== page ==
Twin City Town Center continues growth spurt


The Centralia-Chehalis airport keeps growing and growing and growing.

According to a 2001 study commissioned by the airport board, $55 million in sales, 241 jobs and $664,000 in taxes for the city of Chehalis were generated. Since then the number of businesses has increased.

On 15 acres, 62,000 square feet of business space was constructed in the first phase of the shopping area with another 30,000 just being completed to the south. Among the businesses scheduled to open in the next month or so are Wendy's, Taco Del Mar, and Harry Ritchie Jewelers. Security State Bank plans to open a branch there.

By the end of the year Harold LeFrandt, leasing agent for CCA Retail which manages the property for the airport board, anticipates another 45,000 square feet of business space to be constructed. Of that, 10,000 will go for a Northwest Crafts store, which should be open before Christmas, and a smaller amount for a Schuck's Auto parts and other smaller retailers.

CCA also plans to make space available for smaller and local retailers, something of a change from its emphasis on chain operations who were willing to commit to leasing space before it was built.

"It wasn't that we weren't willing to work with local players," said LeFrandt. "The demand was so strong from national and strong regional retailers that by the time local retailers got interested, there wasn't anything left."

In the next wave, CCA plans to have spaces available as small as 500 square feet ranging up to 5,000 square feet. The long-term plan is to build out the remaining 60 acres, perhaps in the next five years, estimates LeFrandt. A portion of that, tentatively located behind a planned Home Depot, would be reserved for light industrial development.

Essential to future development is infrastructure improvement, particularly roads.

A Home Depot, to be constructed on 10 acres north of Wal-Mart, along with Applebee's and other retailers depends on a plan to extend Louisiana Avenue on the north so it connects with Airport Way and heads north to the Interstate 5 exit at Mellen Street.

"Until we're able to extend Louisiana, we're on hold," said LeFrandt.

In Centralia, the city council was initially concerned when they found out about a proposal to connect Louisiana Avenue to Mellen Street, said counselor Ted Shannon, who represents the council at the Regional Transportation Commission. The Louisiana extension would presumably bring a lot more traffic through the Mellen Street underpass at I-5 exit 81.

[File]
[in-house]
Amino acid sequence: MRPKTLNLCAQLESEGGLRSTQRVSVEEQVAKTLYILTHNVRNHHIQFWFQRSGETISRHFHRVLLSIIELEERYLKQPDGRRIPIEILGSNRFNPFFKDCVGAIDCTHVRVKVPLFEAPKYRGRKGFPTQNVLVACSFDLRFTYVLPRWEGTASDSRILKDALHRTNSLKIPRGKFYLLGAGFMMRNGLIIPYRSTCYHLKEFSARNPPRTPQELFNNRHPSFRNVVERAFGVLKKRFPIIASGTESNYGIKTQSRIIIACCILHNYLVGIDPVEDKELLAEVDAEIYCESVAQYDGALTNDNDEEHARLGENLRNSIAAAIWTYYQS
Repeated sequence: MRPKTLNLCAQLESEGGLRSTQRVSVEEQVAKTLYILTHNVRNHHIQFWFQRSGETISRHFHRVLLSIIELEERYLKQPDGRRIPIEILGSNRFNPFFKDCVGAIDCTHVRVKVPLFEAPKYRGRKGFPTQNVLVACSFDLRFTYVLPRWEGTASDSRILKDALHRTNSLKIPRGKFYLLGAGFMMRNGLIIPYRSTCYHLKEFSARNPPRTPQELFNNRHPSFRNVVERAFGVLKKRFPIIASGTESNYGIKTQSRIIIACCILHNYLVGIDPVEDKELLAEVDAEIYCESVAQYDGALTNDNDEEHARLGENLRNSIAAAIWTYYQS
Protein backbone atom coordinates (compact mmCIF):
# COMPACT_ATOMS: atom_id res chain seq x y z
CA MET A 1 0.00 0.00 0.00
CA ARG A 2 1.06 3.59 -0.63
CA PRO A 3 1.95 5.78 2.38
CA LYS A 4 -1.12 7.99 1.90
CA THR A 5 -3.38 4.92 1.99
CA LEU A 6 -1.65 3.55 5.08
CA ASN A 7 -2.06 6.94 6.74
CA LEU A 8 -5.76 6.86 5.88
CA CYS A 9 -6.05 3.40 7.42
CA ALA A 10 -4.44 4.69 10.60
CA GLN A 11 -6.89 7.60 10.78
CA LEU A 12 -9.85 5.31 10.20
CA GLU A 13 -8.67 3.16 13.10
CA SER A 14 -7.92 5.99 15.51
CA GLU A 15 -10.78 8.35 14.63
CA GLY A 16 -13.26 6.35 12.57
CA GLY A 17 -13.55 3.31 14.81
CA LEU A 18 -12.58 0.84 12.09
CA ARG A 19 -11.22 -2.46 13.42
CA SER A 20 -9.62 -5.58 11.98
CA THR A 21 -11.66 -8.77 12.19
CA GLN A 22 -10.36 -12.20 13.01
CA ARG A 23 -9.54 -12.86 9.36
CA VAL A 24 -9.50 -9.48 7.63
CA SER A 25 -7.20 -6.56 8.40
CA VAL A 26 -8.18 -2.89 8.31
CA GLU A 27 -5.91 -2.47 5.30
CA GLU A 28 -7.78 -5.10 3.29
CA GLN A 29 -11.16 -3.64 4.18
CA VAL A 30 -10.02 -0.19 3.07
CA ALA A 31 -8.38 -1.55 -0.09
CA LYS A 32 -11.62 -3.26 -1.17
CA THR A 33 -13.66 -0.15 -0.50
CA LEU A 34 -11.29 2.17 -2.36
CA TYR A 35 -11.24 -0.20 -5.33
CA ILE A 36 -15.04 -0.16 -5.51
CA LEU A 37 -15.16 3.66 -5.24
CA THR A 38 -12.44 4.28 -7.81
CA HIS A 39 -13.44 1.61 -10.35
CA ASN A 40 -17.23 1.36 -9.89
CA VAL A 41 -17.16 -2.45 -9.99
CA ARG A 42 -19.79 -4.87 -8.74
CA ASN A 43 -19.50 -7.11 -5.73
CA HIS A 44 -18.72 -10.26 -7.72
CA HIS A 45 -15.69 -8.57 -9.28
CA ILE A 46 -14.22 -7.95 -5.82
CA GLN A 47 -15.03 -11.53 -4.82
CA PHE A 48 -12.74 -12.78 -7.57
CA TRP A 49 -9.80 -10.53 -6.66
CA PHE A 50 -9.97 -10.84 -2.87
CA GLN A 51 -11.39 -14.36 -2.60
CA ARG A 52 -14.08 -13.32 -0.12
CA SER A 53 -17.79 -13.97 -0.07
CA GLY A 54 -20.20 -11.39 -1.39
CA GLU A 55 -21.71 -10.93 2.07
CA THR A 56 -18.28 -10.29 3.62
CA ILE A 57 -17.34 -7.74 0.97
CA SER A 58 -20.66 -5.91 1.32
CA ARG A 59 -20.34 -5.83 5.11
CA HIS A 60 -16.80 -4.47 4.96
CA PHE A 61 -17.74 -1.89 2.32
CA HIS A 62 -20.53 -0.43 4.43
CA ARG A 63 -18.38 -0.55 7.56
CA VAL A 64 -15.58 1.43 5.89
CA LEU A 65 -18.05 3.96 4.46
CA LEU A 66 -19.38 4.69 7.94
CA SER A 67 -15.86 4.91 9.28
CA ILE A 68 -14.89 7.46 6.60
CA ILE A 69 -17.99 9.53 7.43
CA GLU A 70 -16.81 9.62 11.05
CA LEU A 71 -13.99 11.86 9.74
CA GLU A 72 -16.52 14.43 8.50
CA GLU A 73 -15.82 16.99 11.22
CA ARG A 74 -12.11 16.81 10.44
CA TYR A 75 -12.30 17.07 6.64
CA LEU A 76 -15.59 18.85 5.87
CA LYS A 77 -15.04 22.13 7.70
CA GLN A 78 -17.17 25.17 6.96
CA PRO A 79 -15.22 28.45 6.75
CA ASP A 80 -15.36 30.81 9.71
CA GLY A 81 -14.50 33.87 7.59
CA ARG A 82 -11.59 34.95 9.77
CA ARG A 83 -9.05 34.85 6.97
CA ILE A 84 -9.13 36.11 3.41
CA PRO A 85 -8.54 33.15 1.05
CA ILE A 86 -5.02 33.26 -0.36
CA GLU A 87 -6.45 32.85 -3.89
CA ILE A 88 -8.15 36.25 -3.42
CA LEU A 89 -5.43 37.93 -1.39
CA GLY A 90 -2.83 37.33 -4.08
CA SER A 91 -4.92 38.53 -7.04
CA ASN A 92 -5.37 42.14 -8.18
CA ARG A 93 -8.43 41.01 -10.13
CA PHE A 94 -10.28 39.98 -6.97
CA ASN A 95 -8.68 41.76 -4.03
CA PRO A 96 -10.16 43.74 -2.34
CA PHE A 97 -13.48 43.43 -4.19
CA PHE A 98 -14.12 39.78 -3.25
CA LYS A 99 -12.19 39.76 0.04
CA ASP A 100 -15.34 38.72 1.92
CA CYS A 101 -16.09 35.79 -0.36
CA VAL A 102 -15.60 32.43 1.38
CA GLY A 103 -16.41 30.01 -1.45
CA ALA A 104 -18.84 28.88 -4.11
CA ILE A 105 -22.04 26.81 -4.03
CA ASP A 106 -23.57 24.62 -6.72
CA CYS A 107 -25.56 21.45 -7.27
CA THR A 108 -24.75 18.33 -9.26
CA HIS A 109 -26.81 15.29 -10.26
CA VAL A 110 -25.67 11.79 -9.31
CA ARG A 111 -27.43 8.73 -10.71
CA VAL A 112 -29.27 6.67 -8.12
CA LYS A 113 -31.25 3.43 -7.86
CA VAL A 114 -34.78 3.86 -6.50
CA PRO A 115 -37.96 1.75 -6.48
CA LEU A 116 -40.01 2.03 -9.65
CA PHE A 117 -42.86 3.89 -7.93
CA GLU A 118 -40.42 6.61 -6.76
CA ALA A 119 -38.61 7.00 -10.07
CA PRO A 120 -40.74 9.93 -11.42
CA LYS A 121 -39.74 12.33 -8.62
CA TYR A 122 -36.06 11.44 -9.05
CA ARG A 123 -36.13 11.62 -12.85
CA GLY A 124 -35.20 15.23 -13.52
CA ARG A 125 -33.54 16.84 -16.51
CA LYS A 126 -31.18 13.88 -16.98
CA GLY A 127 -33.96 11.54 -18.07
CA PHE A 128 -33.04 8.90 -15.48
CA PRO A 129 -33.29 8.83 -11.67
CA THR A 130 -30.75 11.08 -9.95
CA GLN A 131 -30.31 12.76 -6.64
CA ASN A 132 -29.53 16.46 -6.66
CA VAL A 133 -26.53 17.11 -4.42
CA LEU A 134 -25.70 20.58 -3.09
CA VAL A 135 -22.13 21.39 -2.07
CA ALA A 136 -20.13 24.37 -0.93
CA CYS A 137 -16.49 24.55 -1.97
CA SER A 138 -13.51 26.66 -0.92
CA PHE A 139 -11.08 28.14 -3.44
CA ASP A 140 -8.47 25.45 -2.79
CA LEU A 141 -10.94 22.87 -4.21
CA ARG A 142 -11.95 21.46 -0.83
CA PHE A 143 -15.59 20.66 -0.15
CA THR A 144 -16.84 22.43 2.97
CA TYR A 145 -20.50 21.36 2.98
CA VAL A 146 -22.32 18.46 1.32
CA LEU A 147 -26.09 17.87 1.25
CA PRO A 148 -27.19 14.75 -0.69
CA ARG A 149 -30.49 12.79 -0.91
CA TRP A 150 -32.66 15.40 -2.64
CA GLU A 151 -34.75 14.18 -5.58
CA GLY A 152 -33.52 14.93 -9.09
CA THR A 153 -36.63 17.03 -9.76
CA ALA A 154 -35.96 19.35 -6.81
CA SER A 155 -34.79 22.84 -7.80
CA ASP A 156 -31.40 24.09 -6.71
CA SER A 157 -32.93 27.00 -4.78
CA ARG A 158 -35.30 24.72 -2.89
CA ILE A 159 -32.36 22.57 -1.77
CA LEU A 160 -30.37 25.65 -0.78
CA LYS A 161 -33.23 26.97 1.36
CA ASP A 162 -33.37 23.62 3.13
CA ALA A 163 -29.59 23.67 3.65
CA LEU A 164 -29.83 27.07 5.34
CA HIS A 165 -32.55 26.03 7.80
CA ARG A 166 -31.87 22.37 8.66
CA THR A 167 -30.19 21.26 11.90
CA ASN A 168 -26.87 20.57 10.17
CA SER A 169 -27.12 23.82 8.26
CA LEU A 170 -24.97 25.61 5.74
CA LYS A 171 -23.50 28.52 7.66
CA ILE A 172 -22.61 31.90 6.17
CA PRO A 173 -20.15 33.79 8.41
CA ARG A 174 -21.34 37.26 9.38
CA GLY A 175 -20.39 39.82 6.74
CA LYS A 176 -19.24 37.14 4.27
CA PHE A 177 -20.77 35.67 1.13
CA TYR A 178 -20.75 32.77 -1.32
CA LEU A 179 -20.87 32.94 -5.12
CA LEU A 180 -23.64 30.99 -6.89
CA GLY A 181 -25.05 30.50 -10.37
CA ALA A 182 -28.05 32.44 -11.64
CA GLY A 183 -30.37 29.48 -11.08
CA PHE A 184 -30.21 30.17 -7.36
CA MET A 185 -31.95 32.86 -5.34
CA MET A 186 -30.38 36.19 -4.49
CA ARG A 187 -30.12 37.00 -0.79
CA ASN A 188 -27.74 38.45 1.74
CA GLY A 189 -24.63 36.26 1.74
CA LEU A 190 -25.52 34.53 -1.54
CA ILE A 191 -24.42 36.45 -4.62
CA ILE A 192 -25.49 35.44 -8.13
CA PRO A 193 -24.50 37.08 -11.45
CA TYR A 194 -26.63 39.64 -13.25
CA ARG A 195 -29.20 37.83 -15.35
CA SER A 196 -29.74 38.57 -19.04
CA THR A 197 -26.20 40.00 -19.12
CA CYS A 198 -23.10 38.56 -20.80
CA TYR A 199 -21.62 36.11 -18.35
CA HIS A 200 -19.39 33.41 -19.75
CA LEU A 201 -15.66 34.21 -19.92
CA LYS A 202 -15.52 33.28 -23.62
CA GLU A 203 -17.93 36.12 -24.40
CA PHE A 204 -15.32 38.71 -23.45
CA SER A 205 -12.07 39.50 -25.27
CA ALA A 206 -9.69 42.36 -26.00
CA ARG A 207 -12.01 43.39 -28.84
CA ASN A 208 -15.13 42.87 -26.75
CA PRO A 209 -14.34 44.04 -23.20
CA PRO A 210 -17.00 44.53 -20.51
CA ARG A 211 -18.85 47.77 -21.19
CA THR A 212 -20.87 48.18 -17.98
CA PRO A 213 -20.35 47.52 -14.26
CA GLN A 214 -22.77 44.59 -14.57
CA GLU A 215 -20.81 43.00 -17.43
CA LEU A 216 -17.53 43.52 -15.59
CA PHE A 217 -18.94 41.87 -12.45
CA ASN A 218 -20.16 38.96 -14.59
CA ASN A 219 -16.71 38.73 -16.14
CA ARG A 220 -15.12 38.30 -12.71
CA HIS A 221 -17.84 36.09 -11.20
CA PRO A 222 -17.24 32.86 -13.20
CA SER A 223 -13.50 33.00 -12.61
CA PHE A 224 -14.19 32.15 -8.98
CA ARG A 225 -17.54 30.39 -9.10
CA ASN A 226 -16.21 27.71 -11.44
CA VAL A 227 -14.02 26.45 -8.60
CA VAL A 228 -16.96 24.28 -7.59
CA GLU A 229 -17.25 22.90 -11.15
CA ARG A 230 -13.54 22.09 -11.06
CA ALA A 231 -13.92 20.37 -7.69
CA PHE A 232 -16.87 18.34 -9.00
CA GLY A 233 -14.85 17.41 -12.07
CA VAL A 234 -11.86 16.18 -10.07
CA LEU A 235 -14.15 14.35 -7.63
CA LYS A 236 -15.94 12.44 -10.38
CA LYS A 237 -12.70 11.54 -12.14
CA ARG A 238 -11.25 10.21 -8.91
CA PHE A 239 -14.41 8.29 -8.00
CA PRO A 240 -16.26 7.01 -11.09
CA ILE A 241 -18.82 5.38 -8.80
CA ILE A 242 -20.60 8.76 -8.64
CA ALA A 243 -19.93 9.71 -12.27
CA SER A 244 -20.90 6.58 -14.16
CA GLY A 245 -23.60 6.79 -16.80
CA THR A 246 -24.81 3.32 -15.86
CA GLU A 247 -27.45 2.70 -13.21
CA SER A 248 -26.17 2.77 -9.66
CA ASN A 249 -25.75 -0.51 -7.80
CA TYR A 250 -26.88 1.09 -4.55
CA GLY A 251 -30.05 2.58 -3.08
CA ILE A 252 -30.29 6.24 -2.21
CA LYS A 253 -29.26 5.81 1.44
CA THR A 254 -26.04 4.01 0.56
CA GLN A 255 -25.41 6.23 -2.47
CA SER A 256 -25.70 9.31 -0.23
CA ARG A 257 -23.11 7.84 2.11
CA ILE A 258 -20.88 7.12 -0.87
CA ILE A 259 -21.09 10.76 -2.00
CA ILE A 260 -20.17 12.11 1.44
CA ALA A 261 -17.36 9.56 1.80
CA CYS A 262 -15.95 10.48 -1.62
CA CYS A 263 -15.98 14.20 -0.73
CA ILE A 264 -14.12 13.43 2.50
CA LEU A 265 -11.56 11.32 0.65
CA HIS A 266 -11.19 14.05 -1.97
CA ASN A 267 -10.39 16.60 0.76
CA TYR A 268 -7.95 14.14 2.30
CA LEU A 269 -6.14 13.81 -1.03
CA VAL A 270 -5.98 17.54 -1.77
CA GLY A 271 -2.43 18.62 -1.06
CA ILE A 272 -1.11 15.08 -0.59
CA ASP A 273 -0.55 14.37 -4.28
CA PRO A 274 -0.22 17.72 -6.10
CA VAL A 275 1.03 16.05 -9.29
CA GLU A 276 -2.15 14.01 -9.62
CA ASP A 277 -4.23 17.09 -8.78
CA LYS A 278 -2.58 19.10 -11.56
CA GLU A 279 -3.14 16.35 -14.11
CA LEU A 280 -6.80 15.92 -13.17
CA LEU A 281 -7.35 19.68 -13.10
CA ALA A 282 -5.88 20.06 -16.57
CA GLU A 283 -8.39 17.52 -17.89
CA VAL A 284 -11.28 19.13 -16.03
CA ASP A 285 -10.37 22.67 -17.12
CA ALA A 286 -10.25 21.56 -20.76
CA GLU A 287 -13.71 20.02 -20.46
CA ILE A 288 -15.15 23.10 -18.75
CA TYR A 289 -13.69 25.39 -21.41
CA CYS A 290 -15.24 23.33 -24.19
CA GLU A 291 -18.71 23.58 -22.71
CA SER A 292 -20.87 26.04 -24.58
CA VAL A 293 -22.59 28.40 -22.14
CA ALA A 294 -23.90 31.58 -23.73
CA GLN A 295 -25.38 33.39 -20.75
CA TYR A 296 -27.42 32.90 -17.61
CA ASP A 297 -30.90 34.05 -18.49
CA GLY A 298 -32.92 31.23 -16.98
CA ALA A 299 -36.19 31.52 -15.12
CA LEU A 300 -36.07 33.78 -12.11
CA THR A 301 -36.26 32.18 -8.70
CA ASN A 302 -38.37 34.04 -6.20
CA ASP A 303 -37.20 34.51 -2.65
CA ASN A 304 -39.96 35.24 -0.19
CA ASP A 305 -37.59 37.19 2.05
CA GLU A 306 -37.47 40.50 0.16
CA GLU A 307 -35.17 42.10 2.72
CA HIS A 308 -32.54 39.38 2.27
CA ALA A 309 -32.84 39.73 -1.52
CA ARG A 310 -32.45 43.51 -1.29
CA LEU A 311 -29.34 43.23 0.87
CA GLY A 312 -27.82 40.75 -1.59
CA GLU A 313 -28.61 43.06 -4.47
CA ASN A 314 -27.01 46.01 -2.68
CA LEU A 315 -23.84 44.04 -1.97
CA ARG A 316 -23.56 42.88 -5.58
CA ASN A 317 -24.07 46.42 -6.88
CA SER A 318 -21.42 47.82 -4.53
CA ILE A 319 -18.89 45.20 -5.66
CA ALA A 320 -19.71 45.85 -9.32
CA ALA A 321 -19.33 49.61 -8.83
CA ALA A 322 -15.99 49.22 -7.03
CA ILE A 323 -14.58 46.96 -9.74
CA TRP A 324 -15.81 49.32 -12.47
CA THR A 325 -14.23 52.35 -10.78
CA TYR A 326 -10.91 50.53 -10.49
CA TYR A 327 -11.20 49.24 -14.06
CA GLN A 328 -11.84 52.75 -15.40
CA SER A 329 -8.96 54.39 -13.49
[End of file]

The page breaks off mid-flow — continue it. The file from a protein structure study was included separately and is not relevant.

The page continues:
To handle increased traffic flow, the Regional Transportation Commission has come up with a plan to widen the underpass to four lanes from its current two. While the plan is not definite, Shannon believes it is definitely "on the horizon."

"We're taking lemons and making lemonade," said Shannon. "An alternative route would be a great benefit to the area."

As for the increased number of businesses in the town to the south, Shannon is philosophical.

"Chehalis has freeway access and ground available for this kind of development," said Shannon. "We don't have the area to do this kind of development. I don't see that there is a significant impact on Centralia's economy."

Meanwhile, Chehalis Public Works Director Jim Nichols is a bit like a rock star on tour, going from meeting to meeting to discuss constructing roundabouts on Chamber Way to improve traffic flow. The estimated $4.7 million dollar project would be for five roundabouts located at National Avenue, State Street, the on and off ramps from I-5 and Louisiana Avenue. The roundabouts are an interim solution, intended for the next 10 to 15 years or until money becomes available to widen Chamber Way bridge.

"In general I've gotten a lot of favorable and optimistic views from people I've talked to about roundabouts," said Nichols.

On the portion of the airport still dedicated to aviation, a number of improvements are planned thanks to money gained by leasing. Over the next two years, the airport board plans to spend a little more than $3.6 million to build a new access road, extend utilities, construct two new 10 bay hanger buildings, a new airport office building, a pilot lounge to file flight plans and get weather information, a weather reporting system for approaching and departing the airport and an instrument approach including an approach light system. The engineering work is complete. Construction is scheduled to start in August, according to airport administrator Jerry Otto.

Mark Lawton covers economic and energy issues for The Chronicle. He may be reached at 807-8231, or by e-mail at